by Karen Helms

The Midwife's Song is an intriguing, provocative "story behind the story" as told in Exodus, chapters one and two.

       It is the tale of the young Hebrew midwife, Puah, who defies Pharaoh's decree to murder all newborn Hebrew males, thereby unknowingly saving her people. Under the shadow of Pharaoh's ungodly edict, Puah finds love and sees her own vacillating faith tempered in the trial of fire.

       Puah is a headstrong Hebrew girl whose parents have almost abandoned hope of finding a husband that pleases her. None of the young men "make her heart sing." Then she meets Hattush, of the house of Jacob and chief goldsmith of Pharaoh. The shy but willful midwife captures his heart and thrusts him toward his own unexpected destiny.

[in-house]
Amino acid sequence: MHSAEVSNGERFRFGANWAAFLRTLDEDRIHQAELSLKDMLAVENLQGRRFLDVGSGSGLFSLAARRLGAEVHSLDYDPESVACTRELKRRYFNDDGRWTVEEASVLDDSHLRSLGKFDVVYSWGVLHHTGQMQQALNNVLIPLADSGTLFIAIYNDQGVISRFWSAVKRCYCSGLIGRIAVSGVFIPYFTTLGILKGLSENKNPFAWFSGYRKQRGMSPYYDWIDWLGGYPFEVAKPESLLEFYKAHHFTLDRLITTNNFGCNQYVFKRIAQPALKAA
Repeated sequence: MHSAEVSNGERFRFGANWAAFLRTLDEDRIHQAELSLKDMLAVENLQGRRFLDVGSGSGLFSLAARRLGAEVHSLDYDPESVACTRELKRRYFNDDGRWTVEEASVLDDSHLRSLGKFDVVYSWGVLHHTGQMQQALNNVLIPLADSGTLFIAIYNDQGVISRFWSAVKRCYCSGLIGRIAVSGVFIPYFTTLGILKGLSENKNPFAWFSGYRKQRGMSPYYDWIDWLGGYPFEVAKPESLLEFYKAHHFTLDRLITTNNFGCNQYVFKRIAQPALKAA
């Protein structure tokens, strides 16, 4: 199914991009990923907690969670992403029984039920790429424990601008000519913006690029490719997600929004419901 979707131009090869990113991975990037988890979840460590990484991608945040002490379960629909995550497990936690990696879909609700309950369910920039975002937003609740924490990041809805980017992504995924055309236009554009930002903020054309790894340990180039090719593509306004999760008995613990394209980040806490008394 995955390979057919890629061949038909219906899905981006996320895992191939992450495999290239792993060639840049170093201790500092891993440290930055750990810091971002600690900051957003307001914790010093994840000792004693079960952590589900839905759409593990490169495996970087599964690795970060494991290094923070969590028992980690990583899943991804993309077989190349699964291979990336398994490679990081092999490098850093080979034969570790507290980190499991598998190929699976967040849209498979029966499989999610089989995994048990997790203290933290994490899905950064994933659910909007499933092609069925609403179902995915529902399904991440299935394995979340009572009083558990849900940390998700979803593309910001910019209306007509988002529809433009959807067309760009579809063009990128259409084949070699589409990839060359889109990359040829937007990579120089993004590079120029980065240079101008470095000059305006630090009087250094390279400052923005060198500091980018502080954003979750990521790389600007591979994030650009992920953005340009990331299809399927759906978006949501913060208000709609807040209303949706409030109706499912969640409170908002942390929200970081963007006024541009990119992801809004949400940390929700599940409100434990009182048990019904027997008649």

Khaneferre Sobekhotep IV, Pharaoh of Upper and Lower Egypt, grows more insane with each passing day. His obsession to complete his tomb and hatred for the Hebrews color every royal decree. When Pharaoh's hatred and paranoia of the Hebrews peak, he demands the midwives slay all Hebrew male infants. In the midst of this spiritual trial, Hattush and Puah must discover if they are truly worthy to be called "children of Abraham."

       With thoroughly researched detail, author Brenda Ray brings to life the Biblical account of the Hebrew midwives and the birth of Moses. She brings sensitivity to the story to make it more realistic and poignant. Using vivid imagery that appeals to all the senses, she places the reader in this timeless story of love, heroism and personal sacrifice.

The Midwife's Song: A Story of Moses' Birth, by Brenda Ray (Karmichael Press, $14.95), is available at, or can be ordered from your favorite bookstore.